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2004 30Murray Peteron Gaff Rigged Cutter

Listed

Seller's Description

Description

** ORIGINAL LISTING BROKER : Artisan Boatworks Inc. of Rockport, Maine **

DESCRIPTION:

2004 30’ Peterson Gaff Rigged Cutter

Murray G. Petersons schooner designs are well known, but many consider Susan a modest 28-foot schooner that he drew for himself and his family late in life to be his greatest achievement. The boat was handsome and rugged, and offered the feel of a yacht twice its size all very appealing to Frank Mann, a Massachusetts yachtsman with a penchant for gaff rig and offshore cruising.

Mann and his wife, Katrina, had been looking for a traditional boat that, while small in size, had the sea-keeping ability of a much larger yacht. Spacious accommodations were not a concern, and complicated systems were out of the question. A modified Susan design seemed like the right choice.

Mann approached Bill Peterson, the late designers son, and negotiated rights to use the lines to build one hull. They then had Peterson, who carries on his fathers work, lengthen the yacht by 2 feet and draw the boat as a topsail cutter. A traditional schooner rig with two masts and split houses would sacrifice precious accommodation space, especially on a boat of this size.

Katy was to be built plank on frame, cedar on oak. Mann began searching for a yard that would be up to the task and suggested the project to Cape Cod boatbuilder Ned Crosby, owner of E.M. Crosby Boatworks in West Barnstable, Mass., and grandson of the legendary boatbuilder Chester A. Crosby. Ned Crosby enlisted two of his grandfathers former employees, Mike Santos and Ted Crosby, a cousin. Together they brought 90 years of boatbuilding experience to the yard.

Although the boats construction was traditional, lofting the hull was a high-tech affair. Mann had Petersons lines loaded into a CAD system, and 20 plywood panels were laser cut to produce a jig type of mold. Mann said at first Crosby was skeptical of the lofting method, but once the jig was assembled, the precision-cut and -labeled form proved to be a major time saver.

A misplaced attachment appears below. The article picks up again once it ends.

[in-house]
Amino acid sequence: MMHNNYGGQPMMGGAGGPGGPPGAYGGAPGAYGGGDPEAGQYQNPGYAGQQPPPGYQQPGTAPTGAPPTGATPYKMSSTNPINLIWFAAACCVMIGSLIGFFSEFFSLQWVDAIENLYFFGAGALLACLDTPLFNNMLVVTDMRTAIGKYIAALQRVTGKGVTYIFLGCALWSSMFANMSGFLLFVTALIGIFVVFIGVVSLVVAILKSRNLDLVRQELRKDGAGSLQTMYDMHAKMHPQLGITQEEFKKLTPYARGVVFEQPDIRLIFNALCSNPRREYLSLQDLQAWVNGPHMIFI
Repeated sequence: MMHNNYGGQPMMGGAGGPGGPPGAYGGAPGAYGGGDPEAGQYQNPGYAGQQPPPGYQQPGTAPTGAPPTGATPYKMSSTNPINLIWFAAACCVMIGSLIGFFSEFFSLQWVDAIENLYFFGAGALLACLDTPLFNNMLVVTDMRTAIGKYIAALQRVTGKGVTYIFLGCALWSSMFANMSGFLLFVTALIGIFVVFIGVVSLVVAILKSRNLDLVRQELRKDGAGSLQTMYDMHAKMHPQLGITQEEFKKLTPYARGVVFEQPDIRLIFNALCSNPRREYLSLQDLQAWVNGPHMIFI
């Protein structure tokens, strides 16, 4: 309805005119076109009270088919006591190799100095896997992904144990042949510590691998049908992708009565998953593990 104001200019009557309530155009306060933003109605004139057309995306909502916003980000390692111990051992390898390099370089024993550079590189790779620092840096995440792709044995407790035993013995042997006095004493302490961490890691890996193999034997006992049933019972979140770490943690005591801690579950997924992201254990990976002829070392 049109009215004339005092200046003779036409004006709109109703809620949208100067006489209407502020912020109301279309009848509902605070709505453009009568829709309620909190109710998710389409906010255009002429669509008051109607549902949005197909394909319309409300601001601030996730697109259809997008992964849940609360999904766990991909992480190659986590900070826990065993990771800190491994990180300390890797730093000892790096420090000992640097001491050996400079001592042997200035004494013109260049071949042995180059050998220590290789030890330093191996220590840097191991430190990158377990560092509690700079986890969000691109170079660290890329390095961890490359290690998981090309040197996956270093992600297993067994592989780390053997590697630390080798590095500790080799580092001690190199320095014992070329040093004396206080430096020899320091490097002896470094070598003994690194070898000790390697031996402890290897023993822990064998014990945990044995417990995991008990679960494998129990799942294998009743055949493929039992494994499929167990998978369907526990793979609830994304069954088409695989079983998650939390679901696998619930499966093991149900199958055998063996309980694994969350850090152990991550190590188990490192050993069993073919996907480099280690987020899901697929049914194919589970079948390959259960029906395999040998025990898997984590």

Equipment: Like Susan, Katy has a spoon bow in contrast with the clipper bow Peterson drew on many of his other designs. High bulwarks, lots of freeboard and broad teak decks enhance the yachts big-boat feel. Also, because the house has been kept small, there is room for wide side decks, making the yachts beam seem much broader than 9 feet.

Below deck, every bit of precious space has been used brilliantly. Up forward are a simple nav station, a galley and two V-berths that can be expanded to sleep four. The galley is fitted with a two-burner Force 10 stove and oven that is concealed by the counter when not in use. To port there is a fully enclosed head with additional storage space.

The joinery is bright finished teak, mahogany and cypress cedar, and the house overhead is painted off-white in the Herreshoff style. Countless traditional details abound, including deck prisms, bronze hardware from Davey & Co. in Colchester, England; wooden blocks from Dauphine; and an antique Japanese binnacle, complete with a kerosene lantern.

PROPULSION: Engine Make Yanmar Engine Model 3GM Total Power 27hp Engine Type Inboard Drive Type Direct Drive

DIMENSIONS : Length Overall 28.83ft Max Draft 4ft Beam 9ft Cabin Headroom 6ft

TANKS : Fresh Water Tank 30 X 2 Gal (GRP) Fuel Tank 1 X 32 Gal (GRP) Holding Tank

ACCOMODATIONS : Single Berths 4 Heads 1

Under current ownership since 2018, the following upgrades have been made to KATY:

-Strip and refinish all brightwork (10 coats) including spars

-New cockpit and interior cushions

-New Yanmar engine panel

-New B&G Vulcan GPS Plotter, SIMRAD RS35 VHF, and NAIS 500 AIS transponder

-Rebuilt Edson worm drive steering gear

-New mainsail, staysail, and Jib by Nat Wilson

-New custom sail covers

-Full in-water winter canvas cover with frame (see photos)

-Re-wired mast with LED tri-color, anchor light, and strobe

-New custom bronze masthead assembly and removable running back-stays

-New EPIRB

-New dining table

** I HOPE YOU ENJOYED THIS BEAUTIFUL CLASSIC **

CONTACT

Glenn Schroeder

Barnegat Bay Yacht Brokerage

609-312-8263

Heartsdesire1925@gmail.com

SEE ALL MY LISTINGS ON BOAT NATION: https://www.boatnation.com/listing/barnegat-bay-yacht-brokerage/

** THE CLASSICS ARE WHAT WE SELL **

Thank you, Glenn Schroeder